Most Westerners are familiar with the giant pandemics that kill and sicken millions around the world. AIDS, malaria, cholera and hepatitis are immediately familiar problems to anyone concerned with social justice.
But scientists have just discovered something else that kills millions of people each year, and it’s not a disease: It’s fumes from primitive cooking stoves. The National Institute of Health (NIH), a U.S. medical research agency, says a replacement program for older stoves could save up to 2 million people each year. Approximately 3 billion people worldwide use traditional or open cooking stoves, which can fill houses with dense smoke and give residents many diseases usually associated with longtime smokers, such as lung cancer, pneumonia and lung disease.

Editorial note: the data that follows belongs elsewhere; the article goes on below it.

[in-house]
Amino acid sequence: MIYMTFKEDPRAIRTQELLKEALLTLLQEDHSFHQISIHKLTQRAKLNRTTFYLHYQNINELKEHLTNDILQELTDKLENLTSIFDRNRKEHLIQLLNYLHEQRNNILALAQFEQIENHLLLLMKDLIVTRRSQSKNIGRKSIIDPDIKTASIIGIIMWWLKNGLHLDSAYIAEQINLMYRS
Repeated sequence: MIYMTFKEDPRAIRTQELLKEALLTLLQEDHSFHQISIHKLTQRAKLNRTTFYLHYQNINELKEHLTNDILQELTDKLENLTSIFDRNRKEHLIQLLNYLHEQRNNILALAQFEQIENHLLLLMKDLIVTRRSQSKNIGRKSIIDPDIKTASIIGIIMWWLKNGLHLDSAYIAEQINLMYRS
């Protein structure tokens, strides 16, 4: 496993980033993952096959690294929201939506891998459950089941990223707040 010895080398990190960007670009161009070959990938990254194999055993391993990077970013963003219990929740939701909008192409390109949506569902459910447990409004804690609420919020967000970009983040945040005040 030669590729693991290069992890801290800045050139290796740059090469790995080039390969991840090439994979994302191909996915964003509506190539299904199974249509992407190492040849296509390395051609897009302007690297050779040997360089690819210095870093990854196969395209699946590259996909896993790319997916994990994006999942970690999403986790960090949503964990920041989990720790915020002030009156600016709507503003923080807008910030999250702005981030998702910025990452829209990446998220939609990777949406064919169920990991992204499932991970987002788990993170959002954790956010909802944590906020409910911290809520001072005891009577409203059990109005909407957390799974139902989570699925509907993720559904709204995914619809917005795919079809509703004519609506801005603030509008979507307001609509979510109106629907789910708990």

The United Nations Foundation’s Global Alliance for Clean Cookstoves is seeking to stem the tide of using unsafe cooking stoves around the world. Their hope is to get 100 million better stoves by 2020 into the homes of people who currently use outdated forms of cooking.
The NIH researchers also found the people primarily impacted by the unsafe cooking stoves are women and children, who are frequently the ones responsible for gathering fuel and cooking food. Additionally, the newer stoves are more fuel efficient, which would help prevent deforestation and degradation of natural resources.